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Lara showing ‘spoilt baby’ side

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When I was growing up, there was the saying: “Good for one good for all.” That was when we were confronted by conditions that were not considered ideal for cricket.

Whatever the factors were, we were expected to get used to the conditions. And to use today’s parlance, “face the music.”

It is rather unfortunate that the West Indies captain, or former captain depending on how soon he makes up his mind, had to be so critical and I dare say cynical of the pitch conditions during the fourth and final test at Sabina Park, Jamaica.{{more}}

Psychologically, the West Indies lost the match before a ball was bowled. Lara’s reaction left a sour taste and his fears permeated the team’s psyche. That is a sad indictment on the attitude of our cricketers whom the rest of the region looks up to with reverence.

If India could have worked out the conditions and applied themselves in the face of what seemed to be difficulties, the West Indies batsmen ought to have displayed like discipline.

Instead, our players took issue with the groundsmen, and there was a lack of application.

The performance in the first innings was pathetic, and even though some showed a little more backbone in the second innings, there was not much of an improvement when it came to the display of technical or tactical approaches.

West Indian fans were pleased with the turn – around of fortunes during the One-Day series. Supporters hailed the victories as a turning point, and hoped that after the drought, the formula for success had indeed been re-discovered.

But the winning methods are not secured

on the field of play alone. There has to be a systematic and calculated approach which entails overlooking certain negative factors and taking one day at time.

We seemed to lack faith in ourselves, in our groundsmen, in our ability to overcome odds no matter how minute they may appear.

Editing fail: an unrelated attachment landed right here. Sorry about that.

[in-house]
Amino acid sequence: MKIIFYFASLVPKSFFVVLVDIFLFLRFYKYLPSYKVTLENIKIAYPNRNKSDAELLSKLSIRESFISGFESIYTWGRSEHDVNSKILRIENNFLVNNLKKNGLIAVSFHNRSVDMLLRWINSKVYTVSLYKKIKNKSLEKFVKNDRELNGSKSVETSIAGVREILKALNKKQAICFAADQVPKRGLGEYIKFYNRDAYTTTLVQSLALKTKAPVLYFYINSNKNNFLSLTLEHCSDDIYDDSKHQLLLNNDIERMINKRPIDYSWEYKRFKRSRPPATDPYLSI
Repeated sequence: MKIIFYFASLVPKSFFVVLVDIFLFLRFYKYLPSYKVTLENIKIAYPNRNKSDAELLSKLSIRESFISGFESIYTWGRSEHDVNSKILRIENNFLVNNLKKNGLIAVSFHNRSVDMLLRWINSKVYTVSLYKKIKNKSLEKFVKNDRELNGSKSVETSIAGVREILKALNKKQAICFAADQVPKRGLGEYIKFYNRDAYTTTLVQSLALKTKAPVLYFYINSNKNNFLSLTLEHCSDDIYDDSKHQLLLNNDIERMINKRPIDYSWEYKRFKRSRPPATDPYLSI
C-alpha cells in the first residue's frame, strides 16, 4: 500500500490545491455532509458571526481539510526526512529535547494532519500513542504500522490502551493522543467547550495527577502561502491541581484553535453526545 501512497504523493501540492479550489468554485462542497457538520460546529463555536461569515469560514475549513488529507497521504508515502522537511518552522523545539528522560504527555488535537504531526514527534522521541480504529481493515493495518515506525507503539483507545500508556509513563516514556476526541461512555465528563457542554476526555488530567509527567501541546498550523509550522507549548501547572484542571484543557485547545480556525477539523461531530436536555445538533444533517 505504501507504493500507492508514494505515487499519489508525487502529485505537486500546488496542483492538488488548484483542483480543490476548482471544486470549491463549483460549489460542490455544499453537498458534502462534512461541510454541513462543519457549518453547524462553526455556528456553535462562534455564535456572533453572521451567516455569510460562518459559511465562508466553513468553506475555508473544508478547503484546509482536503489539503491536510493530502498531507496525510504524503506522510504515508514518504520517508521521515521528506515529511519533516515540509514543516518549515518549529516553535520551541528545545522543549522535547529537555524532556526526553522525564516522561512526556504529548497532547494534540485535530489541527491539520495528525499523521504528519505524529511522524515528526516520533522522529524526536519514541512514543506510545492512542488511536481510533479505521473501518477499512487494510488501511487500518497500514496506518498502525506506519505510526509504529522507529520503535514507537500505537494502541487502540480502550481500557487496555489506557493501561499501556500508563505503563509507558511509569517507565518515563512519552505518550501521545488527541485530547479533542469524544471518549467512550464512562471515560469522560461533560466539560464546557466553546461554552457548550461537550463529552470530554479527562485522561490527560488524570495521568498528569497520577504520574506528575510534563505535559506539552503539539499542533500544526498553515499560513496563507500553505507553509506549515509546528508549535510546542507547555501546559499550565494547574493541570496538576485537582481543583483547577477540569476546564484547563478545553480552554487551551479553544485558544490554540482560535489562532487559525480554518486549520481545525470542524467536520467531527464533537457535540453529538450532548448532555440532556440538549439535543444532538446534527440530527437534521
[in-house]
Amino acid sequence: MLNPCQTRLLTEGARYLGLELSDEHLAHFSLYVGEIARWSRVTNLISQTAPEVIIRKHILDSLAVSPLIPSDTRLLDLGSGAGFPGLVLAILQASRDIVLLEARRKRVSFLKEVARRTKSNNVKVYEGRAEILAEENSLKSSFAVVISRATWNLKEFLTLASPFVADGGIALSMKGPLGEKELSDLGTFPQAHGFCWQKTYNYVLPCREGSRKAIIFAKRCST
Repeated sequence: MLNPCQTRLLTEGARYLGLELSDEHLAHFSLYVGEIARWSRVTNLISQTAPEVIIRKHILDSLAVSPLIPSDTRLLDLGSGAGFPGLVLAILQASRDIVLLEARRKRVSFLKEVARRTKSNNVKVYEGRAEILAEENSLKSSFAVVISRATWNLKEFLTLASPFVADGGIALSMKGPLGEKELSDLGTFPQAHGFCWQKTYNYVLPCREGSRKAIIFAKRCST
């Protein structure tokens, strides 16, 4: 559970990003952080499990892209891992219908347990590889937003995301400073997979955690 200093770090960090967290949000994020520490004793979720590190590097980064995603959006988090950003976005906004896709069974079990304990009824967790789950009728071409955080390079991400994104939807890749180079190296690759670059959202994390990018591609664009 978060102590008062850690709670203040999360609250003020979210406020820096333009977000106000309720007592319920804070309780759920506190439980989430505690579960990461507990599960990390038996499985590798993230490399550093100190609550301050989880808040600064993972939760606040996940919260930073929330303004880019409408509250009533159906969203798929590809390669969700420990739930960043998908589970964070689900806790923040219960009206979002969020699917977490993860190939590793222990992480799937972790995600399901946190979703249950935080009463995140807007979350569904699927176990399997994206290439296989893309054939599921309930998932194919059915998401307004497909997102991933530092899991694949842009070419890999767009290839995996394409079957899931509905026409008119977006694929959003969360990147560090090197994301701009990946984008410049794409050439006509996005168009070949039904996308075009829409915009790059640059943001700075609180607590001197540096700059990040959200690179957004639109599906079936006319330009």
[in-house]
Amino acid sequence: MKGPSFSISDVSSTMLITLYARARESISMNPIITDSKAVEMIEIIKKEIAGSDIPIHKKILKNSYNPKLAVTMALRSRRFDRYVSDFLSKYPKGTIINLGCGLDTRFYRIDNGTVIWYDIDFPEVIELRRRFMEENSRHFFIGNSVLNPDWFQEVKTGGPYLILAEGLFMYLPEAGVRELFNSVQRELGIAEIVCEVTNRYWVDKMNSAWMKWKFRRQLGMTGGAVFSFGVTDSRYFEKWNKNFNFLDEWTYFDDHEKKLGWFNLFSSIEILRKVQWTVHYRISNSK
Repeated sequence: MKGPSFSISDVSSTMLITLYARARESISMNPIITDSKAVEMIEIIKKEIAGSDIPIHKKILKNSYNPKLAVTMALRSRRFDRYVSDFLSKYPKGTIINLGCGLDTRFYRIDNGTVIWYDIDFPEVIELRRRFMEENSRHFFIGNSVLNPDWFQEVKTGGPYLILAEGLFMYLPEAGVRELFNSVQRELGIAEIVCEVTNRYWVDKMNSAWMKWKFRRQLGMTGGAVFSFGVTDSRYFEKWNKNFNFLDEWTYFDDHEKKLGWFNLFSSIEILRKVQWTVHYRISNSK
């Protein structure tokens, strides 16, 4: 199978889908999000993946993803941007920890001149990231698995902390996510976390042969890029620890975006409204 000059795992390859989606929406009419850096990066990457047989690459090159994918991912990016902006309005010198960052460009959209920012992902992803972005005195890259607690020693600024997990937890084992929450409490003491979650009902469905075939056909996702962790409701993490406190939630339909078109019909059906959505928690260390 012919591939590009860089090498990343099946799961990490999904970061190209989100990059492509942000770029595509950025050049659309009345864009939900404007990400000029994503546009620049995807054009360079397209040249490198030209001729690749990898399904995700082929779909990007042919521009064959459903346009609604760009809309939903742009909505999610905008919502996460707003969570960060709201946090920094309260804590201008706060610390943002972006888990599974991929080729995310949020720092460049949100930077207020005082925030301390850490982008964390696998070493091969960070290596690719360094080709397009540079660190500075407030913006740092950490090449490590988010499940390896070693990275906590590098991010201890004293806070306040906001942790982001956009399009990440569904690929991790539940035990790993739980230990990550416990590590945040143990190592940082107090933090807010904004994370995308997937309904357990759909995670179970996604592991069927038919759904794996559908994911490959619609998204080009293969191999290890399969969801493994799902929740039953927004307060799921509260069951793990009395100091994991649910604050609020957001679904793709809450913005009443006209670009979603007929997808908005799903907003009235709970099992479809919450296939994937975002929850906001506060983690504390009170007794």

Those are attitudes no coach or management team can instill. They are inborn. Times before, Caribbean players mustered that type of discipline, and the resultant display of confidence without becoming too cocky. This served us in good stead.

We seemed to have gone full circle in a reverse direction. Ever so often we appear to crumble in the face of the slightest opposition, or when conditions are not in our favour.

The West Indies cricket squad, the symbol of regional unity is supposed to represent all our dreams and aspirations. As a Caribbean nation, we are not used to being rolled over by the appearance of the very first obstacle. Our region is based on a degree of resilience. How else could we have survived the acts of brutality, which have shaped our history and existence? For our cricket team to be eroding our historic record of resistance, tends to send signals of a new era of resignation overcoming us. This we can ill-afford to embrace.

Caribbean people are a unique brand, influenced by the variety of conditions, which have moulded us into a blend of diverse peoples. There is a depth of character, which has fashioned our survival strategies. Our cricketers owe it to us to maintain that tradition.

Sadly, our response to challenges in the last Test left us with a bitter taste, one we have to endure for some time.

There are a number of factors that may have or are still contributing to our continuous loss of pride. And when such situations manifest themselves, it is easy to detect cases of insularity, favouritism and other debilitating circumstances, which expose our weaknesses.

We have to be strong and deal with whatever situation presents itself, and be prepared like the good old Boy Scouts to face any conditions.

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